Goodbye OT: RN's LOOSERS, LPN's WINNERS - page 2
From MSN, the new OT bill was passed. RN's you loose, LPN's win. Overhaul redefines overtime pay rules advertisement More lower-income workers are guaranteed overtime pay, but workers such as chefs, journalists... Read More
- 0Apr 22, '04 by TiffyRNUnless we are going to be compelled to do mandatory overtime (a whole other nasty mess I'm sure already discussed here ad naseum) I think this will mean no one will work overtime shifts.
Where I work the management already has to agree to pay time-and-a-half from the time you hit the door (instead of waiting until 40 hours reached) PLUS bonuses from $50-100 per shift. It shouldn't change much for me as I rarely work more than 36hrs/week no matter how hard they beg or how huge that bonus gets.
Oh, they did try taking away the extra bonuses a couple of months ago, that didn't go over well at all, they couldn't get anyone to come in. If we stick together we will get our overtime or a bonus equivilant to it.
- 0Apr 22, '04 by StitchieOvertime is taxed so badly here in Illinois that it's seldom worth it to work lots of OT. When I did I was usually disappointed in the actual amount of take home pay.
Having said that, I wonder if this is going to open the door to managers requiring mandatory OT and getting rid of the expensive agency / traveler nurses. It's a lot cheaper to mandate a nurse stay late instead of bringing in an agency nurse who might be making twice the salary.
I see lots of nurses fleeing if the worst-case scenarios pan out.
One more reason to get rid of the Shrub.
- 0Apr 22, '04 by jemb"Registered nurses who are paid on an hourly basis should receive overtime pay. However, registered nurses who are registered by the appropriate State examining board generally meet the duties requirements for the learned professional exemption, and if paid on a salary basis of at least $455 per week, may be classified as exempt."
Seems to me this says that RNs paid hourly, although meeting the professional requirements, will still be eligible for OT.
Wonder how long it will take for hospitals to start offering salaries instead of hourly wages for RNs...
Glad I'm in a union.
- 0Apr 22, '04 by mattsmom81Hourly RN's will still need to be paid OT...at least that's the way I understand it. Administrative high dollar and salaried RN's will not qualify for automatic OT. I feel most hospitals will pay it anyway to staff, and administrators will (in my parts anyway) bargain for 'bonus' $$. My facility depends on a few die hards to work OT every week just to staff safely. They're not likely to utilize this IMO.
I feel this law was amended primarily to reduce OT lawsuits.Last edit by mattsmom81 on Apr 22, '04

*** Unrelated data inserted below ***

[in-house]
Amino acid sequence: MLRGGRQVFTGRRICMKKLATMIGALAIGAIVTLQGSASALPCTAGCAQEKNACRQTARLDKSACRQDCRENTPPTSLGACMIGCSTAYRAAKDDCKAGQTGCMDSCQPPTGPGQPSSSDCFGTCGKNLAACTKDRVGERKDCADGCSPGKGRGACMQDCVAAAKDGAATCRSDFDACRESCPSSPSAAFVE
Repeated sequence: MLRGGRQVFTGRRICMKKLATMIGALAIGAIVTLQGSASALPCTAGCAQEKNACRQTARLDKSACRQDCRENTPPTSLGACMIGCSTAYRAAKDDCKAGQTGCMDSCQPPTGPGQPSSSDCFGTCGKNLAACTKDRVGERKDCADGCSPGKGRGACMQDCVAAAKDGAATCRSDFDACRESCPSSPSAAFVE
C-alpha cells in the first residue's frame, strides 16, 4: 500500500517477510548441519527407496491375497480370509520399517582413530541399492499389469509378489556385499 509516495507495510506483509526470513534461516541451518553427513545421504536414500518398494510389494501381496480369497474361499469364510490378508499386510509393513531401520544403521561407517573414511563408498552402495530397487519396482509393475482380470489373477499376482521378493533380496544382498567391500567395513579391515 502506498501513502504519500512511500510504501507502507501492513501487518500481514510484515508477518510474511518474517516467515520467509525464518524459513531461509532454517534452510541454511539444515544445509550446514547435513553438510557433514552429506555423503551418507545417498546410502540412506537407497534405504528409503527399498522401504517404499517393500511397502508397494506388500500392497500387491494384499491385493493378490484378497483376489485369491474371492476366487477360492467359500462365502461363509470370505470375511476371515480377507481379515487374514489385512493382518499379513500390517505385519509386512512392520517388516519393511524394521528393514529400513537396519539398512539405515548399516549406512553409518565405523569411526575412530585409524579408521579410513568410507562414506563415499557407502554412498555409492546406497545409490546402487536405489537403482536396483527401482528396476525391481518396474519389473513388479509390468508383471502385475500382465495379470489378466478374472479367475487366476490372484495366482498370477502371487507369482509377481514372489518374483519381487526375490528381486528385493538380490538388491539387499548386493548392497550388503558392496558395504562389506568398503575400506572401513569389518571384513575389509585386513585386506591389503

- 0Apr 22, '04 by oramar GuideI have read several different articles and have read several different interpertations of how this will affect RNs. When I specifically read the regulations it appears that things will stay the way they are now. If you get overtime now for hours over 40 you will continue to get overtime under new regs. Managment will continue to be salaried. The situations is confusing because some people do not know that the regs. have been updated in last few days and are still quoting from the first proposed changes.
- 0Apr 22, '04 by TweetyQuote from walterrnThe day I dont get paid my overtime is the day I'll be doing something else for a living..................They think there's a nursing shortage now? Take away our right to earn extra monies and watch the nursing shortage explosion.
Walter the Nurse
Exactly. Right now my employer is paying time and a half plus $15.00. I don't mind if they drop the $15.00, but don't mess with my time and a half. Honestly, if they are willing to pay agency nurses, contract nurses and travelers, and us the extra $15.00 I don't see them taking it away right now.
Also, I'm quite a bit far away from $100,000.
I'm not worried................yet.
- 0Apr 22, '04 by TweetyQuote from mattsmom81Hourly RN's will still need to be paid OT...at least that's the way I understand it. Administrative high dollar and salaried RN's will not qualify for automatic OT. I feel most hospitals will pay it anyway to staff, and administrators will (in my parts anyway) bargain for 'bonus' $$. My facility depends on a few die hards to work OT every week just to staff safely. They're not likely to utilize this IMO.
I feel this law was amended primarily to reduce OT lawsuits.
My spouse is an administrator. When he work another day and it's more than this 40 hours, he doesn't get time and a half. None of the administrators do. :angryfire
Now they have a law to back them up. humph... :angryfire